"Ten Questions To Ask Before Hiring a Freelance Writer"

Written by Linda Elizabeth Alexander

Continued from page 1

7. Who will be doingrepparttar writing?

Busy, successful writers often outsource writing projects to other writers. Any businessperson who does this will be sure to sendrepparttar 129453 work to someone he or she trusts to dorepparttar 129454 work to your specifications. However, if you are used to working with one particular writer you may not want your job farmed out. Think about it before you decide.

8. What is included inrepparttar 129455 price?

Revisions? How many? Willrepparttar 129456 writer expect to get reimbursed for travel time or long distance phone calls for research? Will s/he charge for meeting in person?

9. What other services do you provide?

Sometimes writers offer graphic design services as well as freelance writing. If this isrepparttar 129457 case, they might be focused on more than writing your piece - they also have to worry about design, layout and production. If you want a top-notch copywriter, stick with someone who concentrates on writing.

If, however,repparttar 129458 writer is teamed up with other professionals or can refer you to designers or printers, feel free to take advantage of this service.

10. I have another project for you. Will you accept?

If you likerepparttar 129459 writer's work, by all means, hire her/him again! It is good to establish long term relationships with writers for several reasons:

*Reliability and dependability are hard to come by. If you find somebody that works well with you, that you can count on to be professional and meet your deadlines, it is wise to hire that person again.

*Style. A writer, or any contracted vendor, will get to know your company and its products over time. The better they know you and your needs,repparttar 129460 better able they are to help you.

*Consistency. If you are usingrepparttar 129461 same person to write all your materials, you will send a consistent message throughout your internal and external communications. Your corporate image will flourish as a result.

Ask these questions and you are sure to find a talented, hard working, creative and dependable freelance writer with whom you can build a lucrative relationship.

Linda Elizabeth Alexander is a business writer and marketing consultant based in Longmont, Colorado, USA. Improve your writing skills at work! Subscribe to her FREE ezine. Write to the Point at lalexander@write2thepointcom.com or visit http://www.write2thepointcom.com/articles.html.


Written by ARTHUR ZULU

Continued from page 1

4. Are My Characters Believable? If you start by wondering whether your reader may believe your characters or not, you will not excel. After all, even in real life situations, there are persons who behave as if they are not of this world. Your reader may identify with one or two of your characters.

Have you read Charles Dickens? You may have noticed that his characters are larger than life –- unbelievable. There was one of his characters (I can’t remember his name now), in his book, DAVID COPPERFIELD, whose life pre-occupation wasrepparttar compilation of a dictionary. And there he was, struggling some where in letter “D” or so, in his old age, but still optimistic of reaching his cherished goal beforerepparttar 129451 final call. Do such people live on earth? Yet, Charles Dickens remainsrepparttar 129452 greatest novelist, who has ever lived.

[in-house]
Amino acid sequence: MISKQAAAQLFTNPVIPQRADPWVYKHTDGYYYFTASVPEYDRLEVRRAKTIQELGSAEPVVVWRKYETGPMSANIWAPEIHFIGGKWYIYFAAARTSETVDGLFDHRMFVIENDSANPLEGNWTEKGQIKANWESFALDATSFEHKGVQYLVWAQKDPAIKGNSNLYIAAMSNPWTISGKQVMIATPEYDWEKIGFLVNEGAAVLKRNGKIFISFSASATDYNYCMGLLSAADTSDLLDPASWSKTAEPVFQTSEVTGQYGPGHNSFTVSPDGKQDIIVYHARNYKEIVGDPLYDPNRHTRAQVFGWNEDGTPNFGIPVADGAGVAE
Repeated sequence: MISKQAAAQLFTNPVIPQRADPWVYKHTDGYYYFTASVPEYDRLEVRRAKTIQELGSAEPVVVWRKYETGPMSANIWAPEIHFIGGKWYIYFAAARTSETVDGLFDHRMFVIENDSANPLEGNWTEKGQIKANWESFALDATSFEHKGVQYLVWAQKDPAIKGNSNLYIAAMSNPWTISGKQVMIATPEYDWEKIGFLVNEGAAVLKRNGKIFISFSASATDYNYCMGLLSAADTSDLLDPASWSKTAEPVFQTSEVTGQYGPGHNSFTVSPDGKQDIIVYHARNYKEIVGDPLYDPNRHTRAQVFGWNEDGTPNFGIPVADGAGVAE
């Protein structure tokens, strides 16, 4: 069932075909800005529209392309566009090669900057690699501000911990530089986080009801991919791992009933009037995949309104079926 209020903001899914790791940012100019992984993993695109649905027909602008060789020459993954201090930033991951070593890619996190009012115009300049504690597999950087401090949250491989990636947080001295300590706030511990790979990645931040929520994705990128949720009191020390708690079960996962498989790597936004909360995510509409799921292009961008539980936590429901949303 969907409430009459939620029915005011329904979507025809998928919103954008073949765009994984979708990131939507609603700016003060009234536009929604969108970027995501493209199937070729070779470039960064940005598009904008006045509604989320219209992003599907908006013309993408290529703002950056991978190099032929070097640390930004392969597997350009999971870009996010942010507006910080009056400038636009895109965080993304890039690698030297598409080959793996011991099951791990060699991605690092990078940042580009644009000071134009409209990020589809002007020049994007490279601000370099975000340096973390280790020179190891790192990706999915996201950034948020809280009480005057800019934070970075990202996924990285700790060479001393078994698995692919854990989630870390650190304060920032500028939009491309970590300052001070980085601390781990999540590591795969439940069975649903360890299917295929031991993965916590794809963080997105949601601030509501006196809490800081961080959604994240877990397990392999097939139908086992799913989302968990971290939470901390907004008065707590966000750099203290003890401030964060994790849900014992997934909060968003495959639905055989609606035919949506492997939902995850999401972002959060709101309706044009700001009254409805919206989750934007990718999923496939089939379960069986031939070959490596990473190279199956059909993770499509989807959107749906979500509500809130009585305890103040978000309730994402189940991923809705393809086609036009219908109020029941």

5. How Should They Speak? You will have to varyrepparttar 129453 speech patterns of your characters. Fromrepparttar 129454 royal and dignified speech of a king, torepparttar 129455 learned and pedantic discourse of scientists; fromrepparttar 129456 lowly and untrained language of a court servant, torepparttar 129457 meaningless quibbling of a child.

In short,repparttar 129458 speeches should reflectrepparttar 129459 various social, cultural, and educational backgrounds of your characters.

1.What Are My Characters’ Motives? There should be a motive forrepparttar 129460 actions of your characters. Or is it not so in life? For example, why do people love, or hate one another? Why do some kill, while others like charity? Why do people work? Or why do they have ambition? Or, to bringrepparttar 129461 chickens to roost –- why do you want to write a best – seller?

If your reader doesn’t find satisfactory motives behindrepparttar 129462 actions of your characters, then you have not communicated.

7. Do my Characters Contribute torepparttar 129463 Development of my Story? This is a good question. In story writing, you may decide to be he story-teller. Or, you may leave that task to one, or several of your characters. What your characters say, therefore, should have bearing torepparttar 129464 subject matter, andrepparttar 129465 outworking of your story. Put differently, they should dorepparttar 129466 work you want them to do.

Do you want them to fight over something, or to love or kill themselves? Which character is doing what, and which characters are inrepparttar 129467 know, or are ignorant of those actions?

In doing so, you are using your characters to inform your reader. And if you do it well, you would have succeeded in pulling out a good story.

Copyright © 2002, all rights reserved

Aboutrepparttar 129468 Author:

ARTHUR ZULU, The Most Controversial Writer inrepparttar 129469 World, isrepparttar 129470 author ofrepparttar 129471 best – selling book, HOW TO WRITE A BEST-SELLER. Download your copy and FREE excerpt at : http://www.1stbooks.com/bookview/10975 For FREE writing helps, mailto : controversialwriter@yahoo.com

ARTHUR ZULU, The Most Controversial Writer in the World, is the author of the best – selling book, HOW TO WRITE A BEST-SELLER.

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